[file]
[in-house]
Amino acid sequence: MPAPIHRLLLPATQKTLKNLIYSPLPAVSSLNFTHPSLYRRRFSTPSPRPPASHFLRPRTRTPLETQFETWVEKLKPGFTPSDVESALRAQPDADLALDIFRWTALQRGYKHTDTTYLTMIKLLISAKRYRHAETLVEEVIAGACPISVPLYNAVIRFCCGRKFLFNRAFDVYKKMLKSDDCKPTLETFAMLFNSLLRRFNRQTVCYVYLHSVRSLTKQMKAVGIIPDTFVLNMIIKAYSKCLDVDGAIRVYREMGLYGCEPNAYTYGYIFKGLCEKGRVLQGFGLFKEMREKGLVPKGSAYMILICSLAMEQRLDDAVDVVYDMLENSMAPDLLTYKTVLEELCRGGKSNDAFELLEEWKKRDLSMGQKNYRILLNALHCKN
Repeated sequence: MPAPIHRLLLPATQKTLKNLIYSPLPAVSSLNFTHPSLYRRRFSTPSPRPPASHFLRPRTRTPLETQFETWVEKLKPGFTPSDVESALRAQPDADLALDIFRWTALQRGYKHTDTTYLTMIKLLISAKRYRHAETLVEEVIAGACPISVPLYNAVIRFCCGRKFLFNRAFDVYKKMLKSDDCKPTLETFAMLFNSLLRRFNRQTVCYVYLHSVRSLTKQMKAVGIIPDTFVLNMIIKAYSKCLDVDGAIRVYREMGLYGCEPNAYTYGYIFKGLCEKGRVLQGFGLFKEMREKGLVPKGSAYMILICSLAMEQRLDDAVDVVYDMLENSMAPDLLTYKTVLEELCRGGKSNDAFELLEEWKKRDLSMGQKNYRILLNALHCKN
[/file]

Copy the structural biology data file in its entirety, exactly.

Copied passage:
[in-house]
Amino acid sequence: MPAPIHRLLLPATQKTLKNLIYSPLPAVSSLNFTHPSLYRRRFSTPSPRPPASHFLRPRTRTPLETQFETWVEKLKPGFTPSDVESALRAQPDADLALDIFRWTALQRGYKHTDTTYLTMIKLLISAKRYRHAETLVEEVIAGACPISVPLYNAVIRFCCGRKFLFNRAFDVYKKMLKSDDCKPTLETFAMLFNSLLRRFNRQTVCYVYLHSVRSLTKQMKAVGIIPDTFVLNMIIKAYSKCLDVDGAIRVYREMGLYGCEPNAYTYGYIFKGLCEKGRVLQGFGLFKEMREKGLVPKGSAYMILICSLAMEQRLDDAVDVVYDMLENSMAPDLLTYKTVLEELCRGGKSNDAFELLEEWKKRDLSMGQKNYRILLNALHCKN
Repeated sequence: MPAPIHRLLLPATQKTLKNLIYSPLPAVSSLNFTHPSLYRRRFSTPSPRPPASHFLRPRTRTPLETQFETWVEKLKPGFTPSDVESALRAQPDADLALDIFRWTALQRGYKHTDTTYLTMIKLLISAKRYRHAETLVEEVIAGACPISVPLYNAVIRFCCGRKFLFNRAFDVYKKMLKSDDCKPTLETFAMLFNSLLRRFNRQTVCYVYLHSVRSLTKQMKAVGIIPDTFVLNMIIKAYSKCLDVDGAIRVYREMGLYGCEPNAYTYGYIFKGLCEKGRVLQGFGLFKEMREKGLVPKGSAYMILICSLAMEQRLDDAVDVVYDMLENSMAPDLLTYKTVLEELCRGGKSNDAFELLEEWKKRDLSMGQKNYRILLNALHCKN